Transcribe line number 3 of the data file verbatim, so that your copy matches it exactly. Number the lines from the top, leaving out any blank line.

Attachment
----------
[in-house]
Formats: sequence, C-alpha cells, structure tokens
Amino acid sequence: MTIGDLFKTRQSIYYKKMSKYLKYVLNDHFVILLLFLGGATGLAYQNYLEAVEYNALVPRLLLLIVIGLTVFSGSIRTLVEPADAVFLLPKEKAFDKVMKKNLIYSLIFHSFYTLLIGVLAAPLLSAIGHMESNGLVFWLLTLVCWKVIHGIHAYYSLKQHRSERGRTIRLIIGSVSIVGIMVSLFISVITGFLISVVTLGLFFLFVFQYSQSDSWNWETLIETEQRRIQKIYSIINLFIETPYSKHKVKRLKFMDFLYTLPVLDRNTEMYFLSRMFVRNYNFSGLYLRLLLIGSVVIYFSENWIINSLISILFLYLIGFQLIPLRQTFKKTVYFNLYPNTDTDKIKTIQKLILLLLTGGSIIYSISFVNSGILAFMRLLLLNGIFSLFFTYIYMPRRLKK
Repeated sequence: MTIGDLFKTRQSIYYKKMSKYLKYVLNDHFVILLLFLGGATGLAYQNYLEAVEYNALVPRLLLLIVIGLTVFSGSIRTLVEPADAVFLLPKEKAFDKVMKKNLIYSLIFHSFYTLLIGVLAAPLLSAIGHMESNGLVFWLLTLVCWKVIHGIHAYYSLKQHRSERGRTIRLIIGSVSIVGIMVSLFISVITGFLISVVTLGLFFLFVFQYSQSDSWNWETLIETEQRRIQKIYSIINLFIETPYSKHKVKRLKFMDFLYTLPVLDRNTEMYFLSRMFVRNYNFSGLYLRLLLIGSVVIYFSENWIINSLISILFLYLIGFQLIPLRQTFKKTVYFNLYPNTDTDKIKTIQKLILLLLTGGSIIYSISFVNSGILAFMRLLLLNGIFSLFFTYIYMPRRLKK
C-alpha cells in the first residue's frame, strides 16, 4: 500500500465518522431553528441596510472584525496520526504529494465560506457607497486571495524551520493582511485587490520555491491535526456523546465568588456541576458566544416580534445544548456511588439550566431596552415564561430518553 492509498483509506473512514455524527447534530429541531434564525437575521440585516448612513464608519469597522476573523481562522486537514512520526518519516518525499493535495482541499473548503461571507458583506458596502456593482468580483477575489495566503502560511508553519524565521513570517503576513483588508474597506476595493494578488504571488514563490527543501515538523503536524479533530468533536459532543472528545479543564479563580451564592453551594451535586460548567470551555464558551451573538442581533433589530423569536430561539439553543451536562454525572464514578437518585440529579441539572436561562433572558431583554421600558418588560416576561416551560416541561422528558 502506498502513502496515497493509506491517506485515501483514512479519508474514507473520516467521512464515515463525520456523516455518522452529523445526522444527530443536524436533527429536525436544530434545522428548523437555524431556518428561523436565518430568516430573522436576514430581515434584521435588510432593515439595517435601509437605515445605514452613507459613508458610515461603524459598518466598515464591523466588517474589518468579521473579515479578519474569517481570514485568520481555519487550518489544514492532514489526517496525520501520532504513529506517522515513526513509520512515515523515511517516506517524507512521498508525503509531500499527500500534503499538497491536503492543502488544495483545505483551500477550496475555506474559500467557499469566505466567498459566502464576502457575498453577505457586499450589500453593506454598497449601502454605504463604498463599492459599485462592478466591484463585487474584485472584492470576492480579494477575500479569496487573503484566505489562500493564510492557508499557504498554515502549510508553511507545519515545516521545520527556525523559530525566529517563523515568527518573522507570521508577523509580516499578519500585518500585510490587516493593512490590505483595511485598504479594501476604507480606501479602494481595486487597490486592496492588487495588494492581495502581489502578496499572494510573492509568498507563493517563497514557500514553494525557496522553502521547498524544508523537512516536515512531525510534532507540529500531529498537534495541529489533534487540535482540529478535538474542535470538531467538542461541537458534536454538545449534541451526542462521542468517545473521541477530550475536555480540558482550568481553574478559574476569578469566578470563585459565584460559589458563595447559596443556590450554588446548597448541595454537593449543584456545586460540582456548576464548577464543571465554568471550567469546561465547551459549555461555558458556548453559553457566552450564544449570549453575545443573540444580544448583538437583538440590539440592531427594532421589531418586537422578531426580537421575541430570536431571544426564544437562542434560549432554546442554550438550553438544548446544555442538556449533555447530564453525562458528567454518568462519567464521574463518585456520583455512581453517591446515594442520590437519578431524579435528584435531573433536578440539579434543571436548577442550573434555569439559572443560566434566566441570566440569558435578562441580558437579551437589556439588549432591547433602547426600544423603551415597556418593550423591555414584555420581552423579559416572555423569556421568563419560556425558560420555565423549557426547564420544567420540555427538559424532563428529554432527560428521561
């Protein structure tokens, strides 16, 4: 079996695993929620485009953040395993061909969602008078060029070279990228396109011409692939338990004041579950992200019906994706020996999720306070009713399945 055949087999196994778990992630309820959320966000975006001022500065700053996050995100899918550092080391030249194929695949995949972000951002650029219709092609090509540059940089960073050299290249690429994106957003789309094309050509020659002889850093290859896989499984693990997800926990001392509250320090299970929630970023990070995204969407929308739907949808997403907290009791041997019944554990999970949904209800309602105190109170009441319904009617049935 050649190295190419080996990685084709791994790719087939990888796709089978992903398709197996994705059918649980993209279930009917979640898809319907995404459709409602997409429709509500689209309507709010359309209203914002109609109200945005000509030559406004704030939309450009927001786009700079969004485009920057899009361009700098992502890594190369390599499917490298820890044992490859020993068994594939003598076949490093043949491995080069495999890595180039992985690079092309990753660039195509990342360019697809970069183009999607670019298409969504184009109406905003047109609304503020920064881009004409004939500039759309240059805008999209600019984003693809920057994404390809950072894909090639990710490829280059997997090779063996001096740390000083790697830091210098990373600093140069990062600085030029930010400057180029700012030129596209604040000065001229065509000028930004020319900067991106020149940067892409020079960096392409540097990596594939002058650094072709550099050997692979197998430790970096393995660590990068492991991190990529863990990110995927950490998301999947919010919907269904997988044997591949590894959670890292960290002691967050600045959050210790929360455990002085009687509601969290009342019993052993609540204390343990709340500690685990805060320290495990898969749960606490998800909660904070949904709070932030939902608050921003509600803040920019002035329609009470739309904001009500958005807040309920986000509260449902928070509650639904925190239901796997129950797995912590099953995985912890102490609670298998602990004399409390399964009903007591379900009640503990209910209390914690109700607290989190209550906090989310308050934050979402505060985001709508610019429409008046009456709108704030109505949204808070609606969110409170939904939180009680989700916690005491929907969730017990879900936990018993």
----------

Amino acid sequence: MTIGDLFKTRQSIYYKKMSKYLKYVLNDHFVILLLFLGGATGLAYQNYLEAVEYNALVPRLLLLIVIGLTVFSGSIRTLVEPADAVFLLPKEKAFDKVMKKNLIYSLIFHSFYTLLIGVLAAPLLSAIGHMESNGLVFWLLTLVCWKVIHGIHAYYSLKQHRSERGRTIRLIIGSVSIVGIMVSLFISVITGFLISVVTLGLFFLFVFQYSQSDSWNWETLIETEQRRIQKIYSIINLFIETPYSKHKVKRLKFMDFLYTLPVLDRNTEMYFLSRMFVRNYNFSGLYLRLLLIGSVVIYFSENWIINSLISILFLYLIGFQLIPLRQTFKKTVYFNLYPNTDTDKIKTIQKLILLLLTGGSIIYSISFVNSGILAFMRLLLLNGIFSLFFTYIYMPRRLKK